NEWS RELEASE, 02/25/98

Three UC Berkeley professors elected to National Academy of Engineering, bringing total number of members on campus to 76

by Jan Ambrosini, College of Engineering

BERKELEY -- Three UC Berkeley professors - two noted engineers and a Nobel Prize-winning physicist - have been elected members of the National Academy of Engineering, the highest professional honor for an American engineer.

The new members from the faculty are William C. Webster, professor of civil and environmental engineering and associate dean for research and student affairs in the College of Engineering; Alberto Sangiovanni-Vincentelli, professor of electrical engineering and computer sciences; and Nobel Laureate physicist Charles H. Townes, University Professor Emeritus and professor in the graduate school.

Their election brings the total UC Berkeley faculty membership to 76 out of 1,941 nationally and 155 foreign associates. Among academic institutions, UC Berkeley has one of the highest representations in the academy with more than seven percent of total members being faculty or alumni.

Four Berkeley alumni also were among the 84 new members and seven new foreign associates announced Feb. 13. The new members of the academy will be inducted in ceremonies in October in Washington, D.C.

Academy membership honors those who have made "important contributions to engineering theory and practice, including significant contributions to the literature of engineering theory and practice," and those who have demonstrated "unusual accomplishment in the pioneering of new and developing fields of technology."

William Webster, who joined the Berkeley faculty in 1969, is an expert on naval architecture and ocean engineering. He received his PhD from UC Berkeley in naval architecture in 1966.

He pioneered the modeling of waves, necessary for accurate basin testing of small-scale ship models. A leader in the design of active anti-rolling tanks, Webster's designs have been incorporated into the design of today's container ships, liquefied-gas carriers and offshore drilling vessels.

His models have proved critical for the design of tension-leg platforms, drilling and production risers and airfield platforms. He was one of the first to develop large, computerized systems to guide ship operators in the loading of container ships.

In addition to his research achievements, Webster has contributed to public service and education, particularly through service to the National Research Council, as winner of the prestigious Davidson Medal from the Society of Naval Architects, and as creator of key new courses in ocean systems engineering.

As associate dean for research and student affairs in the College of Engineering since 1991, Webster oversees undergraduate advising, academic policies, and special issues regarding research.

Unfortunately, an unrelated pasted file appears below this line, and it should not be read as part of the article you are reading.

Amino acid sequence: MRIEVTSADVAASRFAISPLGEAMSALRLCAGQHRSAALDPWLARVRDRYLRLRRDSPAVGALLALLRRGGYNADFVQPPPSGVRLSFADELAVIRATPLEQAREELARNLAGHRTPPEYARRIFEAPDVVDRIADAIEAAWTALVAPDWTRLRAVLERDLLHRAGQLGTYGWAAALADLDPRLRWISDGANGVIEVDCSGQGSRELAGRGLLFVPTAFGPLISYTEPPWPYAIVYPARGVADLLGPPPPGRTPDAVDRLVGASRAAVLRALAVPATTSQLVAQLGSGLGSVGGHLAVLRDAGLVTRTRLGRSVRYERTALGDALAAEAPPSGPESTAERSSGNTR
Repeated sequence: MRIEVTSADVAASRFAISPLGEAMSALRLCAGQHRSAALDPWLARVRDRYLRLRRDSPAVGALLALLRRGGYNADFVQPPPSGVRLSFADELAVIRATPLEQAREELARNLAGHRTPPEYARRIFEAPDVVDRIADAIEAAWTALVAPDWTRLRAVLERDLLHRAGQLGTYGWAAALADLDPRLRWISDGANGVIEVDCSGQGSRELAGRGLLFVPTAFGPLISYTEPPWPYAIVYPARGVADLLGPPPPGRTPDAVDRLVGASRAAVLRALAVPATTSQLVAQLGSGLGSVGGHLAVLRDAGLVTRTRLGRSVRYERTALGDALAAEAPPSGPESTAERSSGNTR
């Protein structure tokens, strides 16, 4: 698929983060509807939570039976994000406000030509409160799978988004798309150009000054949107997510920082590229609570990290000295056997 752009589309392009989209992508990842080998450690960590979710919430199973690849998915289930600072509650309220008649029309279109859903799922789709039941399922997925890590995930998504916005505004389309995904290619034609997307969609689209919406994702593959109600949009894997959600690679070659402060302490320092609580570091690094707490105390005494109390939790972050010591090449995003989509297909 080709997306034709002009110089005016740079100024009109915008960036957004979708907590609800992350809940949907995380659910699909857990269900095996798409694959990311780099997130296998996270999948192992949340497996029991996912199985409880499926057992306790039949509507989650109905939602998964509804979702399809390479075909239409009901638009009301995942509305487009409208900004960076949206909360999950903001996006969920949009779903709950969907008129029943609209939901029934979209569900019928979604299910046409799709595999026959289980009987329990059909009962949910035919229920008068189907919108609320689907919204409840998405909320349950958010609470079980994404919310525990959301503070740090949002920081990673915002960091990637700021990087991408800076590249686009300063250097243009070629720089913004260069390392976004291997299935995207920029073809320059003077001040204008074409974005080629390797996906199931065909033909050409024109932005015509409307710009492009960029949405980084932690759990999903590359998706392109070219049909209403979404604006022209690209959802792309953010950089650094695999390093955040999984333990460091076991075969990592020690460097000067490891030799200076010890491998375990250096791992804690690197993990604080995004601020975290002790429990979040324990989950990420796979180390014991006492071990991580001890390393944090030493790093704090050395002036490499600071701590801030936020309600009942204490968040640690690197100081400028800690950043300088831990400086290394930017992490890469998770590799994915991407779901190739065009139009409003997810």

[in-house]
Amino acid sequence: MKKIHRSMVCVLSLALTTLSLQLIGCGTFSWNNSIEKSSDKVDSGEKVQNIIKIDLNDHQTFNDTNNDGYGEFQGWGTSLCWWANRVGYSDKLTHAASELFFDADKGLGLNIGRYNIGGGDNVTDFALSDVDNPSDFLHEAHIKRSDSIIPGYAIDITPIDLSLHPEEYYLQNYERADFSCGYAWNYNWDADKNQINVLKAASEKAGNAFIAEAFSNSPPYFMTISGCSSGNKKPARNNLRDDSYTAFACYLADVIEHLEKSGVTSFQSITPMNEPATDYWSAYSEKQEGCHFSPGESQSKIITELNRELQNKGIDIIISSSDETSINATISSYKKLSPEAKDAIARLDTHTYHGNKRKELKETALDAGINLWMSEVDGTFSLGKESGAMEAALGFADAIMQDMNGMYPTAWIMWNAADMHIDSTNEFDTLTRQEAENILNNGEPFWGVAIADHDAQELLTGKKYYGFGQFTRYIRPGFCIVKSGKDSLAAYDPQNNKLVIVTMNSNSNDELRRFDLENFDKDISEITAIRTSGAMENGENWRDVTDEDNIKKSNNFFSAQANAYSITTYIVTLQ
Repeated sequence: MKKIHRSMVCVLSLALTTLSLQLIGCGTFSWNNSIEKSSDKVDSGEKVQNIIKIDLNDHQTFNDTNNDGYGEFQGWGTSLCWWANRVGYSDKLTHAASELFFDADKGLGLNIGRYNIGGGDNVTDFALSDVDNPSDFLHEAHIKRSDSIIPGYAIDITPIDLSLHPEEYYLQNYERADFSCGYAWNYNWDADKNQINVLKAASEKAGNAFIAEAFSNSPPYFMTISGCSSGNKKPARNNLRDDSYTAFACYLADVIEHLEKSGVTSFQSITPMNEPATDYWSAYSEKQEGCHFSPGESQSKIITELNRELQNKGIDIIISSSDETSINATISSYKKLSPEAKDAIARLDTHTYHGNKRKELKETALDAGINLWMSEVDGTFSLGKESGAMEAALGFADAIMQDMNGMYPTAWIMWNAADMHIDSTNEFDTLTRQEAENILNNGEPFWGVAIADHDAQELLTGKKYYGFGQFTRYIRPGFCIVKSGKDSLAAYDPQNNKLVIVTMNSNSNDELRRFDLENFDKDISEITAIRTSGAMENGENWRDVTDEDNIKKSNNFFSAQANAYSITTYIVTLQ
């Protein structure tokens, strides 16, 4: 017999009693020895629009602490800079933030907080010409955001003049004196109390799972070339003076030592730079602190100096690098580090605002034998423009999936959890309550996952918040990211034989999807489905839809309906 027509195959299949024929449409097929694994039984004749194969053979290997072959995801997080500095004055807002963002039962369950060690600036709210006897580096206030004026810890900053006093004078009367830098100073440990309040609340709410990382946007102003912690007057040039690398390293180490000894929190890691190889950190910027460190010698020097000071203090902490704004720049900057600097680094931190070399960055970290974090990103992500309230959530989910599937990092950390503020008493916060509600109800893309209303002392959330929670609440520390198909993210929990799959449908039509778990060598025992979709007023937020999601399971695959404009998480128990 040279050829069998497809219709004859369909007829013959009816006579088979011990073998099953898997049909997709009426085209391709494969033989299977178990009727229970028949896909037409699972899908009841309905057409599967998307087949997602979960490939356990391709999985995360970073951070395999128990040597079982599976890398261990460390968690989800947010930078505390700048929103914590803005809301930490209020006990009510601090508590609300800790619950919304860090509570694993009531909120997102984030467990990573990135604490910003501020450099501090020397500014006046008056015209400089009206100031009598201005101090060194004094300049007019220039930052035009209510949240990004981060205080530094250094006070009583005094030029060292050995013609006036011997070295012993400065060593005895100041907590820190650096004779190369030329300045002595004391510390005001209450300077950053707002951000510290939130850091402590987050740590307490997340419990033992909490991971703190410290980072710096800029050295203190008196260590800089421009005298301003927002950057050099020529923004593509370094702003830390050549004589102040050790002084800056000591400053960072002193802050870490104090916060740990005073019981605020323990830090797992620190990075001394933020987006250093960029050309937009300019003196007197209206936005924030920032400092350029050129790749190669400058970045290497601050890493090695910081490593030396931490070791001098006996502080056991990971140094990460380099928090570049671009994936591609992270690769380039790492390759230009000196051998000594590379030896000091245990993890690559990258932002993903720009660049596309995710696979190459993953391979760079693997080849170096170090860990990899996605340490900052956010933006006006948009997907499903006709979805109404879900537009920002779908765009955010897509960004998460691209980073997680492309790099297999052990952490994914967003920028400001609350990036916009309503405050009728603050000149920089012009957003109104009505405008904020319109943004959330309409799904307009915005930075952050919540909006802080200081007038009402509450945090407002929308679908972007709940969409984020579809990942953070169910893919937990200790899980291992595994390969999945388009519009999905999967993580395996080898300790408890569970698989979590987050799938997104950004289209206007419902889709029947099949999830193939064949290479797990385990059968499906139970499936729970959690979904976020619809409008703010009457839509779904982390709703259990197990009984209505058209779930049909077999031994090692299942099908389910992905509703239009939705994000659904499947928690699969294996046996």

Alberto Sangiovanni-Vincentelli, an authority on circuit simulation, computer-aided design of integrated circuits, and logic synthesis, joined the Berkeley faculty in 1976. He received his engineering doctorate from the Politechnico di Milano in 1971 in electrical engineering and computer science.

His recent projects have focused on design methodologies and tools for mixed signal integrated circuits and embedded controllers, with applications in automotive and telecommunications systems.

In 1981, Sangiovanni-Vincentelli received the Distinguished Teaching Award, the highest honor awarded by the Berkeley campus for teaching.

Charles Townes joined the UC Berkeley physics department in 1967. He is winner of 47 major awards, including the 1964 Nobel Prize in Physics for his invention of the maser and concepts that led to the creation of the laser. He also has received the National Medal of Science, the IEEE Medal of Honor and election to the National Inventors Hall of Fame.

Townes' election to the NAE comes from his significant contributions to the engineering community through his studies of the maser-laser principle, which spawned a new industry. He currently is involved in astrophysics research, specifically infrared interferometry to study young stars still imbedded in the dust clouds from which they formed.

He has served on advisory boards for numerous agencies and organizations, including the President's Science Advisory Committee, the National Aeronautics and Space Administration, the National Academy of Sciences, the California Institute of Technology and General Motors Corporation.

The four UC Berkeley alumni elected this year (in addition to Webster) are: John W. Cahn, who graduated in 1953 with a PhD in chemistry, and is now a senior fellow in the Materials Science and Engineering Laboratory at the National Institute of Standards and Technology, Gaithersburg, Maryland; Michael C. Kavanaugh, a 1961 BS graduate of the chemical engineering department who returned to get his master's degree in civil engineering in 1974, and now is vice president of the environmental engineering firm of Malcolm Pirnie, Inc., Oakland; David N. Kennedy, a 1959 BS and 1962 MS in civil engineering, who is director of the California Department of Water Resources in Sacramento; and Un-Chul Paek, who earned his BS (1965) and PhD (1969) in mechanical engineering at UC Berkeley, and now is Dean of the Faculty, Kwangju Institute of Science and Technology, Kwangju, Korea.

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